When people ask you what you do for a living, do you joyfully say, “I have the best job ever?” Probably not, right? In fact, that answer wouldn’t be true for most of us. Because the sad fact is that most of us don’t really like what we do. Whether it’s because we find our actual jobs boring, stressful, or generally dissatisfying, or because our co-workers make our lives a nightmare, many of us live for the moment when we’re set free from the office. And when you think about it, that’s pretty sad! What happened to those wide-eyed, optimistic kids we used to be, the ones who had exuberant answers to the question, “What do you want to be when you grow up?” Our younger selves would undoubtedly be horrified to discover the general dissatisfaction which often characterizes our adult lives.
But how did it happen? How did we come to this in the first place? One primary reason is that our society and education system have joined forces to funnel us into the workforce as though getting a job is the single most important goal in life. As a result, we rush straight into anything that will help us earn a living, often when it’s a very bad decision or when it doesn’t even fit our strengths. Sometimes we even jump into a position that doesn’t really utilize our qualifications just so we have work. And those dreams of what we want to be when we grow up — along with any expectation of career satisfaction — goes right out the window. And while it’s true that getting a job is very important, Bray argues that our focus ought to be on finding the right job rather than any job.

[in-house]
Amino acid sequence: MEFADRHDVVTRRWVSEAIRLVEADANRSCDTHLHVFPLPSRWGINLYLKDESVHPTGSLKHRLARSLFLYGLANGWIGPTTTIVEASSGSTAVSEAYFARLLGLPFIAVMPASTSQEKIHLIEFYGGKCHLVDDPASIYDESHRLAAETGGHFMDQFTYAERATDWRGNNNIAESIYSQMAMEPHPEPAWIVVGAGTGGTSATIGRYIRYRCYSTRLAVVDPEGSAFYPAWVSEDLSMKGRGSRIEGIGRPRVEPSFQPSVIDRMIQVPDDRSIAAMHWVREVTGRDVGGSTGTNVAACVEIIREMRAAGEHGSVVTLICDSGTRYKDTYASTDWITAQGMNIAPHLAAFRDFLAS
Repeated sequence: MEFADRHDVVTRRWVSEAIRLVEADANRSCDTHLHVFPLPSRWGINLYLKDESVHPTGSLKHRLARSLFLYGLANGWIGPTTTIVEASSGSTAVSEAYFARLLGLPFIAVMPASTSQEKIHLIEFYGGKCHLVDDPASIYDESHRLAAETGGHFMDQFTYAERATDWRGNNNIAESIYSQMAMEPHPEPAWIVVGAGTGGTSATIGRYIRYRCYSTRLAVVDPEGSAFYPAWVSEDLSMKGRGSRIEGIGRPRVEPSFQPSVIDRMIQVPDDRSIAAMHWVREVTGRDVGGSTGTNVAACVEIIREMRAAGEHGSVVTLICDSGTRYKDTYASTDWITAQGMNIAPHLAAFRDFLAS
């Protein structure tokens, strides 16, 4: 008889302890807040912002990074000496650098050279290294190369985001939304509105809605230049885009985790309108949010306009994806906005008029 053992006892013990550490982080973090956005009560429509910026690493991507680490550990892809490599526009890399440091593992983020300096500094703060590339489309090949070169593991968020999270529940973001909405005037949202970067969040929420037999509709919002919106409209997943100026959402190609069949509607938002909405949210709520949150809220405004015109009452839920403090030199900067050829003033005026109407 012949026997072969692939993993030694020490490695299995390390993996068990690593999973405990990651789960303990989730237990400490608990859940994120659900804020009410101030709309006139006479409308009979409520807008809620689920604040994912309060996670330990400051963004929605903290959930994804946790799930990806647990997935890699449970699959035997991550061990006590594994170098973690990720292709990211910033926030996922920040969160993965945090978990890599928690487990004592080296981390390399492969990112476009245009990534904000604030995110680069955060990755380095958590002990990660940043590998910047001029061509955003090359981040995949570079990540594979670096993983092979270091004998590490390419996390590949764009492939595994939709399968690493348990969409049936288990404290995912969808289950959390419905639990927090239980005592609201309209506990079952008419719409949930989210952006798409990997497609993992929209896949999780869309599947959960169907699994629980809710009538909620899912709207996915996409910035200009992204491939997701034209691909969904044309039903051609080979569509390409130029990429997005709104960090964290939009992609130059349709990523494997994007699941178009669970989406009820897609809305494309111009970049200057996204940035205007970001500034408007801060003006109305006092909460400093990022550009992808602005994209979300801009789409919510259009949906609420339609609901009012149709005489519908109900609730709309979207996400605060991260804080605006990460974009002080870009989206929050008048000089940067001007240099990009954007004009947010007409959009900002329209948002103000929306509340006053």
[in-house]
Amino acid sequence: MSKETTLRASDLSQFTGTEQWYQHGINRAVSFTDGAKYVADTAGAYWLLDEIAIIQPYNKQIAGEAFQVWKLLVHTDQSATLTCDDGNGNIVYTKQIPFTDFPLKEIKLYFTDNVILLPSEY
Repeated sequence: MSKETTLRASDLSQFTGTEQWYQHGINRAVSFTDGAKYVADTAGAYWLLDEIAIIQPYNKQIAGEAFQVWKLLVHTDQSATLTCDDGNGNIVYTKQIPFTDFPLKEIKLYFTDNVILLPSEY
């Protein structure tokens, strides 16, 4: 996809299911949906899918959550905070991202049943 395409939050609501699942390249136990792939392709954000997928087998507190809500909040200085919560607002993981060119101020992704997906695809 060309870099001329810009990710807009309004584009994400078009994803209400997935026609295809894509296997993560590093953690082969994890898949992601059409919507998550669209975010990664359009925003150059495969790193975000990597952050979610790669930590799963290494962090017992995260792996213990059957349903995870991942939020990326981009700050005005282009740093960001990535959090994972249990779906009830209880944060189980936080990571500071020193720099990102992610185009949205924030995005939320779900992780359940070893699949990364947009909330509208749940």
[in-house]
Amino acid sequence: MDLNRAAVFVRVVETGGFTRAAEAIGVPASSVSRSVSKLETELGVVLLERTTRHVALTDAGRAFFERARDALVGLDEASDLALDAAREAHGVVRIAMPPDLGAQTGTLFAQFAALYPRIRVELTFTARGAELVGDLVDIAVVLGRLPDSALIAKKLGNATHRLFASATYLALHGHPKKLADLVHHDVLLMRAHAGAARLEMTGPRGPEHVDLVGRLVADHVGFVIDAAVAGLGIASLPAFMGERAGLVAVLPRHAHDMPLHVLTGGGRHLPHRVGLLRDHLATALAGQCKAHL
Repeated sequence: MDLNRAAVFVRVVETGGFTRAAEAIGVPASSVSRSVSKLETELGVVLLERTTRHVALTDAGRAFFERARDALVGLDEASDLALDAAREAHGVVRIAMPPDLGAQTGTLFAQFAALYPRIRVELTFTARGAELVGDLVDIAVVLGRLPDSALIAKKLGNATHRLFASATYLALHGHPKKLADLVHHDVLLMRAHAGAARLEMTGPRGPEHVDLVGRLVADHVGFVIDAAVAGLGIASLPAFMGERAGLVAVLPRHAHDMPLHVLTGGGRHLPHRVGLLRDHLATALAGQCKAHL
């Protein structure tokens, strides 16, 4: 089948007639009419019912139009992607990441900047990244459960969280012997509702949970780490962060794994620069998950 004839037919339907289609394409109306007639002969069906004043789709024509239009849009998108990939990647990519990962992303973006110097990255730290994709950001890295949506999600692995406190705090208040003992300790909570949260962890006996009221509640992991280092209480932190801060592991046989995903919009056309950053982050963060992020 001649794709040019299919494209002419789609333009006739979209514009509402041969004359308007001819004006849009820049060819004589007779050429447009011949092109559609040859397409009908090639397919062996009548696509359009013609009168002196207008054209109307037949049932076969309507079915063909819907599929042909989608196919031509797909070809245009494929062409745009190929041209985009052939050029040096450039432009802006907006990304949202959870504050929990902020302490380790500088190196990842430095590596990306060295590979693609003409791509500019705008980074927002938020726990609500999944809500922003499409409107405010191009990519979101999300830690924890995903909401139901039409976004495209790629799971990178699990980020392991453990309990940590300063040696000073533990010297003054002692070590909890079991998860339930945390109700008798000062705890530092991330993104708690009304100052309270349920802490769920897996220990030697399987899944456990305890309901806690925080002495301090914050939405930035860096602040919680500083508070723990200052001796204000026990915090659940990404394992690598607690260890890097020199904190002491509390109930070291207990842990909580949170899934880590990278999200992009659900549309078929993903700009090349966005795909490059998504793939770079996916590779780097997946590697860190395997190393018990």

So, in this summary, we’re going to learn how you can identify your strengths, overcome what holds you back, and take a look at some practical steps you can use for making a career change. And we’ll also learn:
- Why winning the lottery is not a substitute for a job
- What switching your career has in common with landing on the moon and scoring a goal, and:
- How to “sample” job opportunities like you’re at a buffe
Chapter 1: Why Are You Dissatisfied With Your Job?
There are a million reasons people can be disappointed with their career trajectories. And many of them are absolutely valid! But many others are because you’re holding out for a CEO position when you have zero experience or management expertise. The same is true of other reasons like being disappointed because your entry-level job doesn’t provide you with a seven-figure salary or because your company doesn’t fly you on a private jet for paid island retreats. Now, all of those are pretty unrealistic examples and they probably don’t fit most of you reading this. But they provide a perfectillustration for our first point: many people are dissatisfied because they have unrealistic expectations.